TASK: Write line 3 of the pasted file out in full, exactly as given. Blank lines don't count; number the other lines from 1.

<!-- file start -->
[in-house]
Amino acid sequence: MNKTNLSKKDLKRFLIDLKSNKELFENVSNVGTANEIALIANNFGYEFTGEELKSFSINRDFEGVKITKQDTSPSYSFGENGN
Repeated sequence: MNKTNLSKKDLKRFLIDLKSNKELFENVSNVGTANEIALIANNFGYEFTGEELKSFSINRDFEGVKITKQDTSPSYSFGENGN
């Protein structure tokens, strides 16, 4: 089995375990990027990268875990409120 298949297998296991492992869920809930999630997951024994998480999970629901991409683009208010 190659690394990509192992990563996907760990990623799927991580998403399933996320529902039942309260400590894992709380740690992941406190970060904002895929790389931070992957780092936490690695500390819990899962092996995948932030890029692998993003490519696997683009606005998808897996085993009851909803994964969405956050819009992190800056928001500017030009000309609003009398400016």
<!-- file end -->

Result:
Repeated sequence: MNKTNLSKKDLKRFLIDLKSNKELFENVSNVGTANEIALIANNFGYEFTGEELKSFSINRDFEGVKITKQDTSPSYSFGENGN